Here, as opposed to living a meaningful life, it is the meaning that you give to your experiences that will affect how happy you feel about them. Being satisfied with what you do and who you are. 

The 80-year grant/glueck study into happiness from Yale University also discovered that, the quality of your relationships was the biggest indicator to your overall level of happiness. 

It is about the balancing of emotions as I mentioned earlier, being able to bounce back from negative spaces and creating a positive mood for yourself. 

Aristotle, the Greek philosopher, had a view on happiness. That happiness is the one human desire, and that all other human desires exist to obtain happiness. 

How do you know you are happy and what are the signs to look out for?

  • Feeling satisfied with your life
  • Feeling like you are living the life you want
  • You take life as it comes, or can go with the flow and open to new experiences
  • You are satisfied with who you are and accept all of you – practise self-care, self-compassion and have self-awareness.
  • You have a good set of relationships that make you feel good and don’t cause you too much stress
  • Being more positive than negative
  • Experience gratitude for things, even if they are small
  • You want to share and spread your happiness and are happy when others are happy too

Coming back to Aristotle, he suggested there are two types of happiness.

  • Hedonia – happiness derived from pleasurable pursuits.
  • Eudaimonia – Seeking virtue and meaning. 

Psychologists have added to this list with Engagement – how you commit and participate in life.

How do you cultivate your own happiness? 

If you are going to pursue goals, set intentions or whatever word you like to use for things to achieve then ensure that they are intrinsically motivated. Ones that are focused on your personal growth. The same can be said about finding purpose, make sure that it is your purpose. As already mentioned, live more in the moment and enjoy it as much as possible. 

Practice gratitude or appreciation – have a gratitude diary so that you keep on top of all things that you are grateful for or appreciate. Every time I make myself a cappuccino at home I have a big smile on my face as I am grateful for the fact I can make one at home.

Reframe negative thoughts – be hopeful and optimistic (but not to the toxic positivity levels).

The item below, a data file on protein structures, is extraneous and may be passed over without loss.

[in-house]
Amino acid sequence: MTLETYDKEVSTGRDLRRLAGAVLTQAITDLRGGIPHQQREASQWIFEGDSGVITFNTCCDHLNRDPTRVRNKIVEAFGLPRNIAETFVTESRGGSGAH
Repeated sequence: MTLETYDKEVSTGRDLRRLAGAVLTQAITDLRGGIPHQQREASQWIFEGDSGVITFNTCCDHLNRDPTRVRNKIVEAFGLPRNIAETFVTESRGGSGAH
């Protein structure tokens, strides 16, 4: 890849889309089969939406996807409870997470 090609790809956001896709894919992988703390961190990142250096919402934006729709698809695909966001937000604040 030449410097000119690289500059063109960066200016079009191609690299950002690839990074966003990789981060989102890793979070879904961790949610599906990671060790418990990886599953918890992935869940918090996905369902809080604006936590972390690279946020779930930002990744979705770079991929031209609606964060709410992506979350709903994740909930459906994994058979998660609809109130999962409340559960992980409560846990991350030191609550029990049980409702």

Most of us have a natural negativity bias from our evolution to remember negative things in order to protect ourselves. This means we pay attention to negatives more than positives, but obviously this will impact on the levels of happiness you can achieve if you aren’t able to shift from that mindset.

Remember, it isn’t about ignoring the negative, but reframing and moving forward as soon as practicable and possible.

Get regular exercise if possible – it is good for your mind as well as your body. One study suggests that walking for 30 minutes three times a week helped with lowering depression by 20% in the participants.

Get out into nature.

Cultivate strong and positive relationships

Why is happiness so important anyway? 

From what I have said so far, that could be fairly self-explanatory, but just to push the point a bit more. 

Happiness is a good predictor of overall physical, emotional and mental wellbeing, success and even longevity (one study suggests a huge higher life expectancy of 13 yrs. – 13 yrs. more happiness included). You live a more positive life overall. It helps build stronger emotional resources. More positive and less negative hormones floating around your body. 

It can change your outlook on life, your healthy and non-healthy behaviours, such as what foods you decide to eat.

You can build your happy life by increasing your own self awareness and understanding what makes you tick, knowing what you enjoy. Letting go of what and who doesn’t serve you positively and how to manage things if they are a permanent fixture in your life you are not willing to let go of.

If you struggle with finding your own happiness, then think of one thing that you can begin today that will help you to begin that journey.

It is within your reach.